> <TEI xmlns="http://www.tei-c.org/ns/1.0">
> 	<foo xmlns="http://foo.org/ns/foo" flavour="chocolate"/>
> 	...
> </TEI>
> This, however, would be non-conformant, because the flavour attribute
> has no namespace AND has been allowed on an element in the TEI
> namespace.
> <TEI xmlns="http://www.tei-c.org/ns/1.0" flavour="chocolate">
> 	<foo xmlns="http://foo.org/ns/foo"/>
> 	...
> </TEI>
> A conformant example would have to define such a "global" flavour
> attribute in a namespace ("http://gastronomy.com/ns/"):
> <TEI xmlns="http://www.tei-c.org/ns/1.0"
> xmlns:gastro="http://gastronomy.com/ns/" gastro:flavour="chocolate">
> 	<foo xmlns="http://foo.org/ns/foo"/>
> 	...
> </TEI>
> > >> But these are different XML vocabularies, not user 
> > extensions of the
> > >> TEI?  
> > > Aren't they both? As I see it, they would (foreign) 
> > vocabularies which
> > > some user has used to extend the TEI vocabulary.
> > 
> > I might be splitting hairs here (better than splitting 
> > hares), but they are 
> > different in some respects.  In one a user has taken an 
> > existing vocabulary and 
> > decided that it works better than the TEI provision in this 
> > area.  In the other 
> > case they have decided that neither the TEI nor any other 
> > standard they know 
> > about handle this well enough and they must invent new 
> > elements.  So in the 
> > first they import an existing standard not intended for use 
> > with TEI documents 
> > and apply it (or part of it?) to some portion of an otherwise 
> > TEI document.  In 
> > the second they build out from the TEI and add new elements 
> > where the TEI 
> > doesn't have them.  Although I understand that they are both foreign 
> > vocabularies from a TEI perspective, they have got there 
> > through very different 
> > routes.
> Yes ... though really it's just the perennial issue in software
> development of whether to build something new or to re-use. Users will
> extend TEI (building something new) but some of their building materials
> may exist in prefabricated form. 
> To re-use a vocabulary doesn't necessarily require inclusion of an
> external schema. A TEI ODD can use <elementSpec> etc to explicitly
> define elements whose names are drawn from an existing namespace (which
> may or may not be already defined in some other, "canonical", schema).
> Sebastian's customisation manual gives an "amusing" example of this
> approach, which adds XInclude vocabulary to TEI.
> > > I can think of cases where one would want to write one's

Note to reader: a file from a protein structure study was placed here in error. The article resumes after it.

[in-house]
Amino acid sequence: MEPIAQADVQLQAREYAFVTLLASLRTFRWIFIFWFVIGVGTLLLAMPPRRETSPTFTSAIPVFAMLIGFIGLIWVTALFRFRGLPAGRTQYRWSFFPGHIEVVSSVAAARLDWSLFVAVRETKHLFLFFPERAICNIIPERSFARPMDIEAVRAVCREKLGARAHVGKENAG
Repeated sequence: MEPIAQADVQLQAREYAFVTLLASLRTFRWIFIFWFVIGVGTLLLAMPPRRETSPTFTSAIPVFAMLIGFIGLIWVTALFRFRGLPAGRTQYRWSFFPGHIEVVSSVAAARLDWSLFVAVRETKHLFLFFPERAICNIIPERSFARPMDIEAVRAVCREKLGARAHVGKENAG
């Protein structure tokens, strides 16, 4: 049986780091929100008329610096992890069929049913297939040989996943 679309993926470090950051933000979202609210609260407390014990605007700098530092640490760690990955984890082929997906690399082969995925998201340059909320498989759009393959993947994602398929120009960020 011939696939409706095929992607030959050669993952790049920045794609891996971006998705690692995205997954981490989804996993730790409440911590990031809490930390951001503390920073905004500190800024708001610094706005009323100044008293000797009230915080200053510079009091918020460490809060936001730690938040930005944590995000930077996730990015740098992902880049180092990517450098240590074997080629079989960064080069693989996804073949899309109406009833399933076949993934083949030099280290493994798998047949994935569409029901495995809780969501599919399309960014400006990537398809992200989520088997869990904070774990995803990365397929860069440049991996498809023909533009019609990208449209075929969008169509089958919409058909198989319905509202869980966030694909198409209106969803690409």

> > own (TEI ODD)
> > > schema for an extension which uses another, pre-existing, 
> > namespace. For
> > > instance, one might define a TEI schema which includes some date
> > > elements from the Qualified Dublin Core namespace
> > > http://purl.org/dc/elements/1.1/, such as dateCopyrighted,
> > > dateSubmitted, or whatever, without wanting to import all 
> > the DC types,
> > > and while actually constraining those elements further than the
> > > Qualified DC schema
> > > http://dublincore.org/schemas/xmls/qdc/2006/01/06/dcterms.xsd does.
> > 
> > Do, or should, we have any recommendations concerning the use 
> > of other 
> > namespaces in this way?  Should we be saying that if you use 
> > another existing 
> > namespace you should use its schema as it intended? (I think 
> > the answer is No, 
> > we shouldn't say this).
> I agree - and in fact I don't think we even CAN say that, because a
> namespace doesn't necessarily HAVE a schema of its own. A namespace may
> be used in zero or more schemas, and there's not necessarily a
> "canonical" schema for a namespace (or vice versa, either). For
> instance, the XSLT namespace ("http://www.w3.org/1999/XSL/Transform") is
> used in XSLT 1 and also XSLT 2, which are distinct markup languages (and
> neither of which, AFAIK, even HAVE normative machine-readable schemas!)
> I think it's important to be clear that namespaces and schemas are
> really quite distinct things. A schema defines a language, whereas a
> namespace is a label for a vocabulary. A language may use any number of
> vocabularies, and conversely the same vocabulary may appear in multiple
> languages.
> Cheers
> Con
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Daniel Paul O'Donnell, PhD
Chair, Text Encoding Initiative <http://www.tei-c.org/>
Director, Digital Medievalist Project <http://www.digitalmedievalist.org/>
Associate Professor and Chair of English
University of Lethbridge
Lethbridge AB T1K 3M4
Vox: +1 403 329 2378
Fax: +1 403 382-7191
Homepage: http://people.uleth.ca/~daniel.odonnell/